Art teacher Gloria Seddon has an extraordinary ability to ignite the creativity that often lies untapped in her primary-aged pupils, but the achievements of her latest proteges sets a whole new standard.

Eighteen pupils representing 15 ethnicities (that rose to 16 at term's end with the enrolment of a child of Portugese extraction) contributed to a collection of portraits, each in their national costume, that are now displayed on the exterior wall of the art classroom.

"Some of the children were already working on abstract faces, so I built on that," Mrs Seddon said, but for many this was their first experience with a paint brush. And not only did the process reveal a rich vein of genuine talent; it also sowed a seed that many of the children clearly wished to nurture.

It wasn't just about painting though. The children did everything, she said, from research to tracing the wooden 'pallettes,' preparing and priming the surface then finally painting them.

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"Some had never painted on paper before, let alone wood," Mrs Seddon said, "but they quickly gained confidence and took control of their brushes."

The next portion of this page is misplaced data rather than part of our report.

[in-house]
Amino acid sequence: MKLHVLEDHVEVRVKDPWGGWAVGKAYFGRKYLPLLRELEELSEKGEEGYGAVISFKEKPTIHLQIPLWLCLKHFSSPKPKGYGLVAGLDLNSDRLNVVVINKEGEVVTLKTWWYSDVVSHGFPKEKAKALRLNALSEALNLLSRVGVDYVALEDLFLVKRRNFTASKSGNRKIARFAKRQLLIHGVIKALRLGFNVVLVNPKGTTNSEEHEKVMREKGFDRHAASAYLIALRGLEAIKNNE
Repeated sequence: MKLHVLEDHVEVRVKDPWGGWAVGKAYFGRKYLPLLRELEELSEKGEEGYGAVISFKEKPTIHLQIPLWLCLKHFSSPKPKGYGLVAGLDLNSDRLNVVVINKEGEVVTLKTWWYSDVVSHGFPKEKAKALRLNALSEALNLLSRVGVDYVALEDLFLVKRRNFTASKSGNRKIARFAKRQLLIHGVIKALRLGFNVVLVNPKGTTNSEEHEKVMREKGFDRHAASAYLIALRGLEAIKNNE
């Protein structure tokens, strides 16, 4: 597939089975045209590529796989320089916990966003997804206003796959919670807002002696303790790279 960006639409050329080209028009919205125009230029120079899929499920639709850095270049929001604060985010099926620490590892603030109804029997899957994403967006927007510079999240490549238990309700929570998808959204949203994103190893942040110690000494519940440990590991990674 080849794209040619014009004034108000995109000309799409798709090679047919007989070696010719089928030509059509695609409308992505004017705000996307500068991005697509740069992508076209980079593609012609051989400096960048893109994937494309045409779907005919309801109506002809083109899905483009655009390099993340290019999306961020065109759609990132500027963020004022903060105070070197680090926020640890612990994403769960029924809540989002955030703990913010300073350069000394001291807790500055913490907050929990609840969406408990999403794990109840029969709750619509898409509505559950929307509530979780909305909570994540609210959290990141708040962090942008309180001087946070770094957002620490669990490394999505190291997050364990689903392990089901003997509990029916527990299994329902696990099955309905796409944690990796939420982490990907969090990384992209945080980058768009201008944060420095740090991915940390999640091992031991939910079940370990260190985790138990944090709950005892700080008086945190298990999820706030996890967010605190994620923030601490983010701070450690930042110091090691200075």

She was proud of the finished mural, describing it as a evidence of how art could inspire children, saying "Most of them are keen to do it again."

The project began in May, Mrs Seddon, who also teaches at Paparore and Kaingaroa schools, giving one day each week to it, then full-time over the last two weeks. And it was officially completed, the portraits securely attached to their wall, each with the name and palm print of the artist beneath it, literally moments before it was blessed by Fr Carlo Cruz.

No one was more impressed than principal Kathryn Carey.

"This is probably the most multi-cultural school in the Far North. It's who we are," she said.

"The children here bring so much cultural depth, and this artwork is a really good way to express that."